This fact of his life means more to me than any of his works that I have read.
Working from Experience, Larry Sutin.
What is lovely in this volume is the mix of late afternoon laughter and wee hour confession about the making and doing of writing; it’s the book’s celebration of high and low, feeling, thinking and technique, and above all being in the practice:
the practice of making, the practice of doing, and relating to practice as something that has a life of its own.
Real life is the material of real practice
When we talk in yoga about what we bring to the mat, we struggle together for the authenticity poet Tess Gallagher describes as the balance of reality and maturity that connects her to her readers:
I’ve never thought of anger as the main energy of my work, but I have made use of it at times. Anger is a valid emotion in one’s life. It has a certain authority that other emotions don’t have at crucial moments, and there’s a certain honesty to it that I like.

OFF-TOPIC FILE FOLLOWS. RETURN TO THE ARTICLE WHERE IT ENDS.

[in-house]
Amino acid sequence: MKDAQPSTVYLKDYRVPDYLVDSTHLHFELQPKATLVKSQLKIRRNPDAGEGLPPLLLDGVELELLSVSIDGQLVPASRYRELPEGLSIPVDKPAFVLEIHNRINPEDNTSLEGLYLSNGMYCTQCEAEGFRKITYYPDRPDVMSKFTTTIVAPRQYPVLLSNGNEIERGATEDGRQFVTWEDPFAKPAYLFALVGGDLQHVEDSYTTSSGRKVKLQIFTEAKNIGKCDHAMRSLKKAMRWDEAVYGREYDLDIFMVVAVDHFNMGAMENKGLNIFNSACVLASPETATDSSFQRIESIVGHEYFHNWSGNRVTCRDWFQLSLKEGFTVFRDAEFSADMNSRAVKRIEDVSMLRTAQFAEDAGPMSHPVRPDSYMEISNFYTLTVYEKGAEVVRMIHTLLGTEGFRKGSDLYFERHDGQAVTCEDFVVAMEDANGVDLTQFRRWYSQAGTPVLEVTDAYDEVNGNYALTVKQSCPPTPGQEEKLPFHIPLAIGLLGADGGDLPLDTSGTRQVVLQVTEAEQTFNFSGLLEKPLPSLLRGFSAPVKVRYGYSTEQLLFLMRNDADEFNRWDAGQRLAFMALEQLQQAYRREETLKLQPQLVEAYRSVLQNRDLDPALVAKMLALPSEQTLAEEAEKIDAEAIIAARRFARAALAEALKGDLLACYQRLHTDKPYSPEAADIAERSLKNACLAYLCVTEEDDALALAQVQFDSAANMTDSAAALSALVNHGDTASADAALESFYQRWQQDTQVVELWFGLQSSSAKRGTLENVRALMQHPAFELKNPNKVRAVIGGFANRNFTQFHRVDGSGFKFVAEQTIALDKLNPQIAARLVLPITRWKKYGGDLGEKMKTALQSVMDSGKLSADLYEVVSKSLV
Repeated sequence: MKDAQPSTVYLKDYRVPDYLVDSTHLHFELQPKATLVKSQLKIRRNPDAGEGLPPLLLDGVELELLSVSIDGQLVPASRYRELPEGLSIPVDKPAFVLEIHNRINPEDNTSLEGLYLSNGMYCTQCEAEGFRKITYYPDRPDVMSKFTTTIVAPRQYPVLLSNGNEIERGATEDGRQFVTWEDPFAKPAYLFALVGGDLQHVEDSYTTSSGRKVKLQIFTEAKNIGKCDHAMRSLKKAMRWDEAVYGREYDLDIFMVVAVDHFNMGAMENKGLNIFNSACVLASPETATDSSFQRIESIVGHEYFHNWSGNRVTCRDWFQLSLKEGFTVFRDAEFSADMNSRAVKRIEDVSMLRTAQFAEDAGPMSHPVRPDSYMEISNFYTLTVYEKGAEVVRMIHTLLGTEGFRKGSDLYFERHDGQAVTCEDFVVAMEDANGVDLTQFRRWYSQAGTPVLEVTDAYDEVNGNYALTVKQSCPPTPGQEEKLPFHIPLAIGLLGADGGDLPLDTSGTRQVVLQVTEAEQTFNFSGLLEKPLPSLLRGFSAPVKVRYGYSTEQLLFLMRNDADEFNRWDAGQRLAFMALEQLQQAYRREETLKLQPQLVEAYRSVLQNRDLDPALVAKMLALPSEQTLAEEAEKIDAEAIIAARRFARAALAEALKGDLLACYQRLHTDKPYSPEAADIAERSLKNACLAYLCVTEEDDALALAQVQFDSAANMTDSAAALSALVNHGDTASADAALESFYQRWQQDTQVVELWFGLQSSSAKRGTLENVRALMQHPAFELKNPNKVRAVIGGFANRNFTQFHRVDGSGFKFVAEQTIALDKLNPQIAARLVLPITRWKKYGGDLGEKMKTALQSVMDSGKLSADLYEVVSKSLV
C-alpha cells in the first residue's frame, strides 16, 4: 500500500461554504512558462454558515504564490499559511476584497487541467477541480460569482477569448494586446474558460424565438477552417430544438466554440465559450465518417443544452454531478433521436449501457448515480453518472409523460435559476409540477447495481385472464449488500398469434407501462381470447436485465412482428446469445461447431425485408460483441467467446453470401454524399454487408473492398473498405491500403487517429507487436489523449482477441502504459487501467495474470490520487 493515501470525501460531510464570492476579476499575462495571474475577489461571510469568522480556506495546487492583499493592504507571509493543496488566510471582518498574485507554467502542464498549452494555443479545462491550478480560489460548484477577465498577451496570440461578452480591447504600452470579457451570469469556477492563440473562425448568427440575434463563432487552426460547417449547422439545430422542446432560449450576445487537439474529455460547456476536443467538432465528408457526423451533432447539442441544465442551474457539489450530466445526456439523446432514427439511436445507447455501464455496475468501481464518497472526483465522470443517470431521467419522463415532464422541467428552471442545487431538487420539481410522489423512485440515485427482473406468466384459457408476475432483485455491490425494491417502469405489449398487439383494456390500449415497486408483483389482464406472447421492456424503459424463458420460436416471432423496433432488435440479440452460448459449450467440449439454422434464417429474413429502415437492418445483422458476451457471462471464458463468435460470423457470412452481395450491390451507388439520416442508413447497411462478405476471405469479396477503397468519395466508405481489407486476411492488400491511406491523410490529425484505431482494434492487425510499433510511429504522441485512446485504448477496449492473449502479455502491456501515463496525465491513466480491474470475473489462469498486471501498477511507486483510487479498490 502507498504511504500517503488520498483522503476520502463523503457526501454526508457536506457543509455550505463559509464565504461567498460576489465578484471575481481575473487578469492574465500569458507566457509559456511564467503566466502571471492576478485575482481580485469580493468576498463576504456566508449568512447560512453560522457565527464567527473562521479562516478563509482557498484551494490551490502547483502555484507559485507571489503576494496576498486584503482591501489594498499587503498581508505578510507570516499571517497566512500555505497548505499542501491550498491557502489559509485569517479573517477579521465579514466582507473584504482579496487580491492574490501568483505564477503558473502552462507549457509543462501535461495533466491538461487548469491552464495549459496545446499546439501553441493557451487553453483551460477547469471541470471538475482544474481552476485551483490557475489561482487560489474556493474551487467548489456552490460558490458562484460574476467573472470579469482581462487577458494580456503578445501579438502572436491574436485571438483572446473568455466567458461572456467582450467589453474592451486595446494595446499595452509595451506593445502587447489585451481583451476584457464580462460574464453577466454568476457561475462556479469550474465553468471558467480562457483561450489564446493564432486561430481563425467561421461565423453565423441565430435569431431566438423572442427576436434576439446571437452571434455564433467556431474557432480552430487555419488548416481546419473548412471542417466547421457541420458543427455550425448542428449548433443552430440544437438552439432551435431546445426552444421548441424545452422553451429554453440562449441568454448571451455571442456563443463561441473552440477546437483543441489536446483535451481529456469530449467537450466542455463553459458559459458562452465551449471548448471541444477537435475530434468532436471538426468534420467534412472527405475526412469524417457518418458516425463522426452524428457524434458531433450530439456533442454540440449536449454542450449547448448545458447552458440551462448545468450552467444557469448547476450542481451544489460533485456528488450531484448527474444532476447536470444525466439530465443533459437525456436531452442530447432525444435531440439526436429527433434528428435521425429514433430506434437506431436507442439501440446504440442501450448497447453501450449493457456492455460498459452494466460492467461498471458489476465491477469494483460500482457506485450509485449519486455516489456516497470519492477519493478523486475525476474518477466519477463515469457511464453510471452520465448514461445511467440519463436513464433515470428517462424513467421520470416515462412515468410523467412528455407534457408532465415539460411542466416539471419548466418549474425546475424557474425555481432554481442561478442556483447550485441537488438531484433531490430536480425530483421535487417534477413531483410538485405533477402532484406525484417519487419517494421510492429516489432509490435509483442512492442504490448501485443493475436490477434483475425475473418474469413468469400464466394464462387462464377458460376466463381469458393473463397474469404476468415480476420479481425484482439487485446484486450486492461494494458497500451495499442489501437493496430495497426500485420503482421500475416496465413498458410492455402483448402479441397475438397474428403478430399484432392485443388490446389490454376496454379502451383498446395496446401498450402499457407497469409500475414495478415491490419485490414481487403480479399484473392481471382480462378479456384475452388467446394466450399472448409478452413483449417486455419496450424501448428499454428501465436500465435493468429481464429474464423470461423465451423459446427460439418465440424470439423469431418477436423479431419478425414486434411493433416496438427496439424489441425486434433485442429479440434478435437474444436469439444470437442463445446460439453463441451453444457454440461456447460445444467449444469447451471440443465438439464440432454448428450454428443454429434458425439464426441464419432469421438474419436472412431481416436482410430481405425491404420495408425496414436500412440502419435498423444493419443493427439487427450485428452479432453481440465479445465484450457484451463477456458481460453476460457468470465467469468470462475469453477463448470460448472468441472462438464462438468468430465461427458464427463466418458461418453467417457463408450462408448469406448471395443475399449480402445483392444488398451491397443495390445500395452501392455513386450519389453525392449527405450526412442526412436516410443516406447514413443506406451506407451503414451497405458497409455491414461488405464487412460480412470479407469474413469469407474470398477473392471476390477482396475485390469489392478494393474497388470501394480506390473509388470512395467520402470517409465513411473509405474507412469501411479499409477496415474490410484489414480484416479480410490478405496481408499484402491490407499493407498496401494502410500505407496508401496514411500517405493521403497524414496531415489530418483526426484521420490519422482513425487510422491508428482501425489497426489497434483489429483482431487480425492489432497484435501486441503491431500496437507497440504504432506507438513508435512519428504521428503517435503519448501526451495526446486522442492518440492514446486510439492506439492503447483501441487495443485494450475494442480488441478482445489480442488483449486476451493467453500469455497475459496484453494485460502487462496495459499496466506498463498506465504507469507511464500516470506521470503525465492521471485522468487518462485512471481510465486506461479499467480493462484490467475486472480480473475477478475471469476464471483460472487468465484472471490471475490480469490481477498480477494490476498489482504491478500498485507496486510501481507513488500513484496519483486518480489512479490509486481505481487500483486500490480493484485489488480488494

But if you are obsessed with anger, you become very depressed and you can, in a certain way, cripple whatever creative aspects you can imagine for yourself.
Likewise, Marilyn Hacker, in her essay “A Few Cranky Paragraphs on Form and Content” suggests we have to come to terms with the glib repetition of insider language in order to free ourselves from our resentment of being trivialized by it:
A fresh-faced young woman came up to me to say she’d recognized me, and she loved my sestinas.
I found myself wishing ungraciously that she’d said (instead, or also): I love the way you write about women’s friendships, or convey a sense of urban movement, or mix credibly ordinary speech with imagery. Then I’d have known I’d met a reader, as well as a probable alumna of a creative writing workshop.
Practicing yoga with a view to our own potential
Reading Jim Moore’s essay “Twenty-five in an Infinite Series of Numbers” is like eating a really perfect tree ripened peach. It’s just that damn juicy and sweet and firm. Discussing Annie Dillard, Moore lays bare the work left to do in how we teach and practice yoga